Month: January 2016

Aisha’s Dress – Part 2

I’ve got the rolled edge hem completed, and the sleeves are attached to the top:

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I’ve also got the circle skirt hemmed (what a difference pressing the folds makes – my first circle skirt was OK … but the bottom hedge was certainly uneven. I now make the first fold, press, make the second fold, press, then stitch. The result is a nice even hemline).

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To give my mom an idea of what her finished dress will look like, I pinned the top and bottom together. And we almost have two dresses!

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Aisha’s back is not as deeply V’d as Anya’s – two different options from the dress pattern.

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Aisha’s Dress

Now that I’ve (a) used my serger a few times … including my first two rolled hems! and (b) made the V-back dress once, I am ready to start Aisha’s dress.

I’ve got the front and back pieces sewn together. The lining and the main fabric were lined up and sewn along the neckline and V back.

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I’m about to do the rolled hem on the sleeves —

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Anya’s Easter Dress

My mom asked me if I’d make a dress for Aisha – she’d buy the pattern and fabric, and I’d provide the labor. It is a really cute pattern, and the size range is incredible. The dress pattern for Aisha’s size 7 dress includes the size 4 that I use for Anya. I figured I’d make the same dress in a different fabric for Anya’s Easter dress to give me some practice using the pattern (and my new serger!!!) before making something to give away.

Looking at the pattern web page, I really liked one of the fabrics pictured. I e-mailed their contact address and immediately was provided a link to the fabric. Bonus, it is on clearance. I looked at the “how much fabric do I need” chart and worked out how much fabric I’d need — rounded up because it’s a fairly large print, and I wanted to have enough fabric to ensure I could get flowers and butterflies visible on the dress.

I printed the pattern — each size is a different layer in the PDF file, so you don’t have a bunch of confusing lines intersecting. Awesome idea, one I hope more pattern designers implement. Once all of the pieces were cut out, I laid the dresses out just to get an idea what they’d look like.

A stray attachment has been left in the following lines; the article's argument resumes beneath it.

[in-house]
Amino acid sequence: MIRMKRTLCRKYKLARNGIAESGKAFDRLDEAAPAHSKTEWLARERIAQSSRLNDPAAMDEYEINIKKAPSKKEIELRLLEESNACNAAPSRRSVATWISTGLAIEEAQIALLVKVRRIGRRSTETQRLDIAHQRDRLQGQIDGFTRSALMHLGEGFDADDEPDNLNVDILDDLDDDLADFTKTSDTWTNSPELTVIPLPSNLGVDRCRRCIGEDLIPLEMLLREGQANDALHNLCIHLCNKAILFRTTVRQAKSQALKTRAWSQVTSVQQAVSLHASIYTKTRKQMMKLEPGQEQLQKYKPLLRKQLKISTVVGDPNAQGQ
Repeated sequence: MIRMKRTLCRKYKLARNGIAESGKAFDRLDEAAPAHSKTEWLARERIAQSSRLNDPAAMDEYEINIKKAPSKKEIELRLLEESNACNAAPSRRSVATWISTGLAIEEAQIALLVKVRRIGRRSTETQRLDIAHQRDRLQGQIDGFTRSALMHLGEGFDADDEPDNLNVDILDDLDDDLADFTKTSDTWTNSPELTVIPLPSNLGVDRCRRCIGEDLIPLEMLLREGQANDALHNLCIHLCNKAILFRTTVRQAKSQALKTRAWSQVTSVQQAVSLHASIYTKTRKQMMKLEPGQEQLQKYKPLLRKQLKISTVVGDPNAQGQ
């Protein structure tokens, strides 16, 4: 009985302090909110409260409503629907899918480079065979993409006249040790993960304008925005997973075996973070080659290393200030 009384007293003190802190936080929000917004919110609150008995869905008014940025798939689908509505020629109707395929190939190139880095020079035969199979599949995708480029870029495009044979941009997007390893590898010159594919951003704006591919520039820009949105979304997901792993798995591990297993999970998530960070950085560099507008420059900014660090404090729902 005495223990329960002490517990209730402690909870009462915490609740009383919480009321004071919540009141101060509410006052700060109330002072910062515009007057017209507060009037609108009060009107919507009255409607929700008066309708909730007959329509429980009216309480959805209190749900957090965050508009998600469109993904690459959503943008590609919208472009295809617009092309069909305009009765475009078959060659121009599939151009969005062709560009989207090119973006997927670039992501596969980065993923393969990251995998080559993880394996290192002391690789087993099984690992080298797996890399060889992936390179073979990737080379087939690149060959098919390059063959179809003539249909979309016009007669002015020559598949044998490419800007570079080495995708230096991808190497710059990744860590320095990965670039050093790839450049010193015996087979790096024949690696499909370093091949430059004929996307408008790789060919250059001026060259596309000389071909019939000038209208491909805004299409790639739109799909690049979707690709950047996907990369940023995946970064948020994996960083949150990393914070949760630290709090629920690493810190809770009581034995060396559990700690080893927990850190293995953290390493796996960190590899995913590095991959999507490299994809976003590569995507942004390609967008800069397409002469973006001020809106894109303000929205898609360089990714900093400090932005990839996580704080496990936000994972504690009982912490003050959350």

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Getting the little sleeve gathered and affixed to the dress took a LOT of pins!

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Stitched the front & back together, with the little sleeves sandwiched between the fabric and the lining … turned it right-side-out and we’ve got a dress top.

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The bottom is a circle skirt – it gets attached to the bodice. I still need to serge the fabrics along the waist seam … other than that, the dress is done!

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I think it looks awesome. And Anya loves wearing it – dancing around and spinning. And I’ve got her Easter dress ready to go two months early!

Realized, once I was finished, that I literally had enough fabric to make a second size 4 dress. I had added the “dress” yards and the “lining” yards together. D’oh! Feel slightly less silly because my mom did the exact same thing … There’s not enough extra fabric to do both a size 4 and a size 7 … but there’s plenty to make a skirt and the dress. Each girl is going to get a skirt from the other’s left-over fabrics.

The Imaginarium

I am just starting to set up a craft room. I got the DIGNITET curtain wire from Ikea; the fabrics are wrapped around cardboard backing boards used for comic book storage. Each one is hung with two RIKTIG clips. The curtain wire holds a LOT of fabrics. Since the craft room doesn’t get much natural light, I’m not worried about fading. Dust is a concern, though. Next step is to get some containers for my yarn and thread. Anyway, here’s the craft room:

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Birthday Cake!

I have no idea what made me decide to make my first ever angel food cake for Anya’s birthday — so many things that could have gone wrong with such a delicate cake. But eh, what’s life without some risk (well, and I could always make a quick carob “wacky” cake).

Whipped the egg whites and castor sugar – along with some hazelnut extract

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And then very gently folded in the flour mixture — I used a silicon spatula, and I was rather surprised how fluffy the batter was after adding the flour. I was really worried that it would deflate. The batter is incredibly sweet — it’s basically sugar suspended in whipped egg white and enough flour to keep it together. Uncooked, it tastes a little like spun sugar.

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Then I very carefully scooped it into a bundt pan (yeah, wrong kind of pan … but I didn’t have time to get the proper pan posted to me after I realized it wasn’t something you could just buy anywhere). Very gently placed the pan in the oven, and left the vicinity for an hour.

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Voila! We got an angel food cake! It is a super sweet cake, but it went very well with the lemon curd (which also used all of those egg yolks left over after making the cake!).

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